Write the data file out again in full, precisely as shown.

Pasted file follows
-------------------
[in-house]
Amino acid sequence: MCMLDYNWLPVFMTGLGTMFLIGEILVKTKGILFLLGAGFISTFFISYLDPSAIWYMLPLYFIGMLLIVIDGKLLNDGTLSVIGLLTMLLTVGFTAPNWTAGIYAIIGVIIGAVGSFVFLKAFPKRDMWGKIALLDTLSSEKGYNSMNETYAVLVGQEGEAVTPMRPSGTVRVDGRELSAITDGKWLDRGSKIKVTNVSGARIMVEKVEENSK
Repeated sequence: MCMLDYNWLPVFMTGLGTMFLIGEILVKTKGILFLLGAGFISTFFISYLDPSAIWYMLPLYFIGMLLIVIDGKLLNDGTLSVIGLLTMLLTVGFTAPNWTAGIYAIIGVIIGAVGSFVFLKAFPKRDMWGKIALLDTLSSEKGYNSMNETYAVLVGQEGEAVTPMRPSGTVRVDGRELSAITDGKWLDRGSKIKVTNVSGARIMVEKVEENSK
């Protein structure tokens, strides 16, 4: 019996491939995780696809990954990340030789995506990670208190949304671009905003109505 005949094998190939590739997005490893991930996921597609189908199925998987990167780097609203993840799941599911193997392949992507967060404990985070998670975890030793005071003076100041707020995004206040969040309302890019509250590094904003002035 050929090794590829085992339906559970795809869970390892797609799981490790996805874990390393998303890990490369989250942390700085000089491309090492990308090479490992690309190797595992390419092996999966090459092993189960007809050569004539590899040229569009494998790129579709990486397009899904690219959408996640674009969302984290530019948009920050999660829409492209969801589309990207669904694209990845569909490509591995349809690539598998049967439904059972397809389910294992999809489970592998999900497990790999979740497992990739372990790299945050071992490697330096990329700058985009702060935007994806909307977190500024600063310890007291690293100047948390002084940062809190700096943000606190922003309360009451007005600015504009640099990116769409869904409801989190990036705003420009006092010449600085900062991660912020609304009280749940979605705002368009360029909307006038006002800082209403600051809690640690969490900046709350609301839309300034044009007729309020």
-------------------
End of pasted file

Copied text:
[in-house]
Amino acid sequence: MCMLDYNWLPVFMTGLGTMFLIGEILVKTKGILFLLGAGFISTFFISYLDPSAIWYMLPLYFIGMLLIVIDGKLLNDGTLSVIGLLTMLLTVGFTAPNWTAGIYAIIGVIIGAVGSFVFLKAFPKRDMWGKIALLDTLSSEKGYNSMNETYAVLVGQEGEAVTPMRPSGTVRVDGRELSAITDGKWLDRGSKIKVTNVSGARIMVEKVEENSK
Repeated sequence: MCMLDYNWLPVFMTGLGTMFLIGEILVKTKGILFLLGAGFISTFFISYLDPSAIWYMLPLYFIGMLLIVIDGKLLNDGTLSVIGLLTMLLTVGFTAPNWTAGIYAIIGVIIGAVGSFVFLKAFPKRDMWGKIALLDTLSSEKGYNSMNETYAVLVGQEGEAVTPMRPSGTVRVDGRELSAITDGKWLDRGSKIKVTNVSGARIMVEKVEENSK
């Protein structure tokens, strides 16, 4: 019996491939995780696809990954990340030789995506990670208190949304671009905003109505 005949094998190939590739997005490893991930996921597609189908199925998987990167780097609203993840799941599911193997392949992507967060404990985070998670975890030793005071003076100041707020995004206040969040309302890019509250590094904003002035 050929090794590829085992339906559970795809869970390892797609799981490790996805874990390393998303890990490369989250942390700085000089491309090492990308090479490992690309190797595992390419092996999966090459092993189960007809050569004539590899040229569009494998790129579709990486397009899904690219959408996640674009969302984290530019948009920050999660829409492209969801589309990207669904694209990845569909490509591995349809690539598998049967439904059972397809389910294992999809489970592998999900497990790999979740497992990739372990790299945050071992490697330096990329700058985009702060935007994806909307977190500024600063310890007291690293100047948390002084940062809190700096943000606190922003309360009451007005600015504009640099990116769409869904409801989190990036705003420009006092010449600085900062991660912020609304009280749940979605705002368009360029909307006038006002800082209403600051809690640690969490900046709350609301839309300034044009007729309020």